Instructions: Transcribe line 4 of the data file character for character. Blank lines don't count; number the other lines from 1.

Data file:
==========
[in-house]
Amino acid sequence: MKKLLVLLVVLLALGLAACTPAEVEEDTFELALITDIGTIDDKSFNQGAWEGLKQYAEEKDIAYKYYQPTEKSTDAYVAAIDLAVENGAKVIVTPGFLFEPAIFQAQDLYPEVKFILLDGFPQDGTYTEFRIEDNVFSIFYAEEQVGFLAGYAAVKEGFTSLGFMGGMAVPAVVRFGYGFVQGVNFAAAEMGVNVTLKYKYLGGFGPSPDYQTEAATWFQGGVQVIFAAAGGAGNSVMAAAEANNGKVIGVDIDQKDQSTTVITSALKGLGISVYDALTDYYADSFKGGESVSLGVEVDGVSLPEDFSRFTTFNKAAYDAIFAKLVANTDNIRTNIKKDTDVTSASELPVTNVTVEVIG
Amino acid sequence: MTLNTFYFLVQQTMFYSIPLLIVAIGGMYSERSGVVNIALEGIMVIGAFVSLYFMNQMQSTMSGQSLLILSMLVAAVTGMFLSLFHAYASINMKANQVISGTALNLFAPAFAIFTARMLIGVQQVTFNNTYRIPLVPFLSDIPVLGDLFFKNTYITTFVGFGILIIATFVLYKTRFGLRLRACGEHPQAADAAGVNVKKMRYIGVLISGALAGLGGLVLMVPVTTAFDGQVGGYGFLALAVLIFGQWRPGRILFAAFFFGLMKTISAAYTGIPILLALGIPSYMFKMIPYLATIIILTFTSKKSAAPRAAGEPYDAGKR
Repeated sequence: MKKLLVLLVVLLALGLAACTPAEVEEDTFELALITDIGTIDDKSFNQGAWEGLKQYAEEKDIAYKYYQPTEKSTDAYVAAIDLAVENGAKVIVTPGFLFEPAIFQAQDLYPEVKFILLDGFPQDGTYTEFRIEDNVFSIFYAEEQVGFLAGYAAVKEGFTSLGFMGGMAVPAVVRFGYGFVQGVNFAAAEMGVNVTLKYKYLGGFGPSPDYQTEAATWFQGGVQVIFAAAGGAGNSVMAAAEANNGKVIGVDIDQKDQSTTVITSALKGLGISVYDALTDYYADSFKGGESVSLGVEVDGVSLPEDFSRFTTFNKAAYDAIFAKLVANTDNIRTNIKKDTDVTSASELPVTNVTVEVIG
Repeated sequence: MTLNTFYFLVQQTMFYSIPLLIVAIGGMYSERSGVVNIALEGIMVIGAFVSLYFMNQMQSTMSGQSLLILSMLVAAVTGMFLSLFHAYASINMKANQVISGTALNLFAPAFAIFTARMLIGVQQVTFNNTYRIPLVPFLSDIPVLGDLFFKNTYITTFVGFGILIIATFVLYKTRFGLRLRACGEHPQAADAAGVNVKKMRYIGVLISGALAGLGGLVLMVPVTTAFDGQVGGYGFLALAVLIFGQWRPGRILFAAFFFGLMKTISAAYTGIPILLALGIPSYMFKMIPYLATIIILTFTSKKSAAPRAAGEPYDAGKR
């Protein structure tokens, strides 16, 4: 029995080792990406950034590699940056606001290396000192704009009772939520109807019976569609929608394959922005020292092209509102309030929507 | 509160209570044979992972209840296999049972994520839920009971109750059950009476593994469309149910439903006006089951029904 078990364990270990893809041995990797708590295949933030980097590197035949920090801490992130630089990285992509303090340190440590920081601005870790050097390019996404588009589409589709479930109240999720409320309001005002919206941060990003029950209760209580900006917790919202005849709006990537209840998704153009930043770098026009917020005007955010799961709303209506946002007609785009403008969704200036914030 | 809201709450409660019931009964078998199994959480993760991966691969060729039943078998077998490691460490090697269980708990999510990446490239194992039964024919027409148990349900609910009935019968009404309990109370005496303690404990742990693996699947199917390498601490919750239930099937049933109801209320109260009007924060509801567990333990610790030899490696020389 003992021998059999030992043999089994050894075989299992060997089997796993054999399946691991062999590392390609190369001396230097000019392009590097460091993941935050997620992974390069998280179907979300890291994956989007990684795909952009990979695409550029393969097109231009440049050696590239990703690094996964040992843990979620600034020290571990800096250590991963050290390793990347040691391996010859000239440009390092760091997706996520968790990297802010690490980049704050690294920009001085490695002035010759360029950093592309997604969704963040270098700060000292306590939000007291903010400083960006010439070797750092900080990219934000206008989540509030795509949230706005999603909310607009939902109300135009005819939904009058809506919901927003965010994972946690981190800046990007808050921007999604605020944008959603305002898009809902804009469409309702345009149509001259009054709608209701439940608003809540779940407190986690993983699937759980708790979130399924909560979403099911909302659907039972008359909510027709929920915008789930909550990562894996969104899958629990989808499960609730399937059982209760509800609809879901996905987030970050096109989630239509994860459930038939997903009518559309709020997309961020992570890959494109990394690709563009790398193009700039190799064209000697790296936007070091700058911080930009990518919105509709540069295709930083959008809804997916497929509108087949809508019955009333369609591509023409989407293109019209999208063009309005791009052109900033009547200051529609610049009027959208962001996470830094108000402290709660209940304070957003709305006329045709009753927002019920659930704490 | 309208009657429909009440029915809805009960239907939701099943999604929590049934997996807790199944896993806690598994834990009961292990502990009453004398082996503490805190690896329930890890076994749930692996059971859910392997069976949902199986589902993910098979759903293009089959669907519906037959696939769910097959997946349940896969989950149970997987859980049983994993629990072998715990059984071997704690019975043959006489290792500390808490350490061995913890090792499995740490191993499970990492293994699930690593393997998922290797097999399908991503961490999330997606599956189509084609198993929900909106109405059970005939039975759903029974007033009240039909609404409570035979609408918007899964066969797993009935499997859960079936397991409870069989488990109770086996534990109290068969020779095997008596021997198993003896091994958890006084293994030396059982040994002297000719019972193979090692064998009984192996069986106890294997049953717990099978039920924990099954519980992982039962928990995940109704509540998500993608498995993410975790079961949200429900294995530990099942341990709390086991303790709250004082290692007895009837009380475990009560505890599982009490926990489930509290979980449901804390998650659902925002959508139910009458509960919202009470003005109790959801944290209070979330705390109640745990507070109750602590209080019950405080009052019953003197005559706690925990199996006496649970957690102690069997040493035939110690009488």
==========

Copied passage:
Repeated sequence: MKKLLVLLVVLLALGLAACTPAEVEEDTFELALITDIGTIDDKSFNQGAWEGLKQYAEEKDIAYKYYQPTEKSTDAYVAAIDLAVENGAKVIVTPGFLFEPAIFQAQDLYPEVKFILLDGFPQDGTYTEFRIEDNVFSIFYAEEQVGFLAGYAAVKEGFTSLGFMGGMAVPAVVRFGYGFVQGVNFAAAEMGVNVTLKYKYLGGFGPSPDYQTEAATWFQGGVQVIFAAAGGAGNSVMAAAEANNGKVIGVDIDQKDQSTTVITSALKGLGISVYDALTDYYADSFKGGESVSLGVEVDGVSLPEDFSRFTTFNKAAYDAIFAKLVANTDNIRTNIKKDTDVTSASELPVTNVTVEVIG